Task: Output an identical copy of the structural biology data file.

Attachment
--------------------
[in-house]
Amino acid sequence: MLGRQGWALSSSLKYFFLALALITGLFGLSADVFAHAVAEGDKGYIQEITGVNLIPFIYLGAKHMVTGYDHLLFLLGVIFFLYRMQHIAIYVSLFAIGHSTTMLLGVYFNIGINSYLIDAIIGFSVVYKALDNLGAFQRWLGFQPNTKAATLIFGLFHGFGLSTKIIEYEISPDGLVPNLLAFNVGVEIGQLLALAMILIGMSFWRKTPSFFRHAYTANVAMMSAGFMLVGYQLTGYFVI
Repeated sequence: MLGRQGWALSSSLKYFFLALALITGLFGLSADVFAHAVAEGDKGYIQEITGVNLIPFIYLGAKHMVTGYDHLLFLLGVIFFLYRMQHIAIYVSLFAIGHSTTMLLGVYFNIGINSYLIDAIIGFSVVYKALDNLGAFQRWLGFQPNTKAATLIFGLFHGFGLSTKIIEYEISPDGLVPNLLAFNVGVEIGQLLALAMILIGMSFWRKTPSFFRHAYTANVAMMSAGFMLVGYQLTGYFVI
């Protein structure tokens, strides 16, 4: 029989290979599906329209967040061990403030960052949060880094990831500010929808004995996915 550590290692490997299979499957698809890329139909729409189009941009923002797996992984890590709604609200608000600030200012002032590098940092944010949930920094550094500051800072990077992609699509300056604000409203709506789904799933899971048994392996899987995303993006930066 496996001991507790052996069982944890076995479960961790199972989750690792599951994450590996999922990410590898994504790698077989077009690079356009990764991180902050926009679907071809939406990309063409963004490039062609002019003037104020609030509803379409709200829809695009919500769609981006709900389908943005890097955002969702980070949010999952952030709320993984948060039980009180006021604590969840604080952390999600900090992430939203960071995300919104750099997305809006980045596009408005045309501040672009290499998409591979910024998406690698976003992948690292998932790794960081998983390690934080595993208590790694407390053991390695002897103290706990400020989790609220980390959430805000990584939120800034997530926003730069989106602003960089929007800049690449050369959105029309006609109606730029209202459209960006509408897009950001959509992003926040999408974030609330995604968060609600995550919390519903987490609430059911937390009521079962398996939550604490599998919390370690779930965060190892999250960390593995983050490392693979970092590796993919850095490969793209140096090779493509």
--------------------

[in-house]
Amino acid sequence: MLGRQGWALSSSLKYFFLALALITGLFGLSADVFAHAVAEGDKGYIQEITGVNLIPFIYLGAKHMVTGYDHLLFLLGVIFFLYRMQHIAIYVSLFAIGHSTTMLLGVYFNIGINSYLIDAIIGFSVVYKALDNLGAFQRWLGFQPNTKAATLIFGLFHGFGLSTKIIEYEISPDGLVPNLLAFNVGVEIGQLLALAMILIGMSFWRKTPSFFRHAYTANVAMMSAGFMLVGYQLTGYFVI
Repeated sequence: MLGRQGWALSSSLKYFFLALALITGLFGLSADVFAHAVAEGDKGYIQEITGVNLIPFIYLGAKHMVTGYDHLLFLLGVIFFLYRMQHIAIYVSLFAIGHSTTMLLGVYFNIGINSYLIDAIIGFSVVYKALDNLGAFQRWLGFQPNTKAATLIFGLFHGFGLSTKIIEYEISPDGLVPNLLAFNVGVEIGQLLALAMILIGMSFWRKTPSFFRHAYTANVAMMSAGFMLVGYQLTGYFVI
């Protein structure tokens, strides 16, 4: 029989290979599906329209967040061990403030960052949060880094990831500010929808004995996915 550590290692490997299979499957698809890329139909729409189009941009923002797996992984890590709604609200608000600030200012002032590098940092944010949930920094550094500051800072990077992609699509300056604000409203709506789904799933899971048994392996899987995303993006930066 496996001991507790052996069982944890076995479960961790199972989750690792599951994450590996999922990410590898994504790698077989077009690079356009990764991180902050926009679907071809939406990309063409963004490039062609002019003037104020609030509803379409709200829809695009919500769609981006709900389908943005890097955002969702980070949010999952952030709320993984948060039980009180006021604590969840604080952390999600900090992430939203960071995300919104750099997305809006980045596009408005045309501040672009290499998409591979910024998406690698976003992948690292998932790794960081998983390690934080595993208590790694407390053991390695002897103290706990400020989790609220980390959430805000990584939120800034997530926003730069989106602003960089929007800049690449050369959105029309006609109606730029209202459209960006509408897009950001959509992003926040999408974030609330995604968060609600995550919390519903987490609430059911937390009521079962398996939550604490599998919390370690779930965060190892999250960390593995983050490392693979970092590796993919850095490969793209140096090779493509």